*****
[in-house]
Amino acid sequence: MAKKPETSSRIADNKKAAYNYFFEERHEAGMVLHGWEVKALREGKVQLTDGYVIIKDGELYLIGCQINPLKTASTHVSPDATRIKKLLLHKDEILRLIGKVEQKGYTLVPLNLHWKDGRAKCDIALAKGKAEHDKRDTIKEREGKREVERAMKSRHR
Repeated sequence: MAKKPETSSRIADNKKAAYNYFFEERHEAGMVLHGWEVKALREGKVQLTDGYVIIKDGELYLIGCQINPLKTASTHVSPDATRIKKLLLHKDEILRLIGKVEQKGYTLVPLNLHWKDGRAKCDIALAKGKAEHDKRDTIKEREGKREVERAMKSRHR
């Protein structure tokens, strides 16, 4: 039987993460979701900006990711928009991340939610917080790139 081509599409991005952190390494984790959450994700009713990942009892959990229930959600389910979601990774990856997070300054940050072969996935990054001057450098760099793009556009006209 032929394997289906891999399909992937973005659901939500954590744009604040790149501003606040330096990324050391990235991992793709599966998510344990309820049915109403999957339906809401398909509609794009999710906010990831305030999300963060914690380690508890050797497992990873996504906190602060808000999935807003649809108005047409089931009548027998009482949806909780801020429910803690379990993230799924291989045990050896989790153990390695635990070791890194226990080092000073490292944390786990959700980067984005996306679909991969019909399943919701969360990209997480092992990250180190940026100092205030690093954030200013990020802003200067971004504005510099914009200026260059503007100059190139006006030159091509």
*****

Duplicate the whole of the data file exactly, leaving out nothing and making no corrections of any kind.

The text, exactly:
[in-house]
Amino acid sequence: MAKKPETSSRIADNKKAAYNYFFEERHEAGMVLHGWEVKALREGKVQLTDGYVIIKDGELYLIGCQINPLKTASTHVSPDATRIKKLLLHKDEILRLIGKVEQKGYTLVPLNLHWKDGRAKCDIALAKGKAEHDKRDTIKEREGKREVERAMKSRHR
Repeated sequence: MAKKPETSSRIADNKKAAYNYFFEERHEAGMVLHGWEVKALREGKVQLTDGYVIIKDGELYLIGCQINPLKTASTHVSPDATRIKKLLLHKDEILRLIGKVEQKGYTLVPLNLHWKDGRAKCDIALAKGKAEHDKRDTIKEREGKREVERAMKSRHR
């Protein structure tokens, strides 16, 4: 039987993460979701900006990711928009991340939610917080790139 081509599409991005952190390494984790959450994700009713990942009892959990229930959600389910979601990774990856997070300054940050072969996935990054001057450098760099793009556009006209 032929394997289906891999399909992937973005659901939500954590744009604040790149501003606040330096990324050391990235991992793709599966998510344990309820049915109403999957339906809401398909509609794009999710906010990831305030999300963060914690380690508890050797497992990873996504906190602060808000999935807003649809108005047409089931009548027998009482949806909780801020429910803690379990993230799924291989045990050896989790153990390695635990070791890194226990080092000073490292944390786990959700980067984005996306679909991969019909399943919701969360990209997480092992990250180190940026100092205030690093954030200013990020802003200067971004504005510099914009200026260059503007100059190139006006030159091509």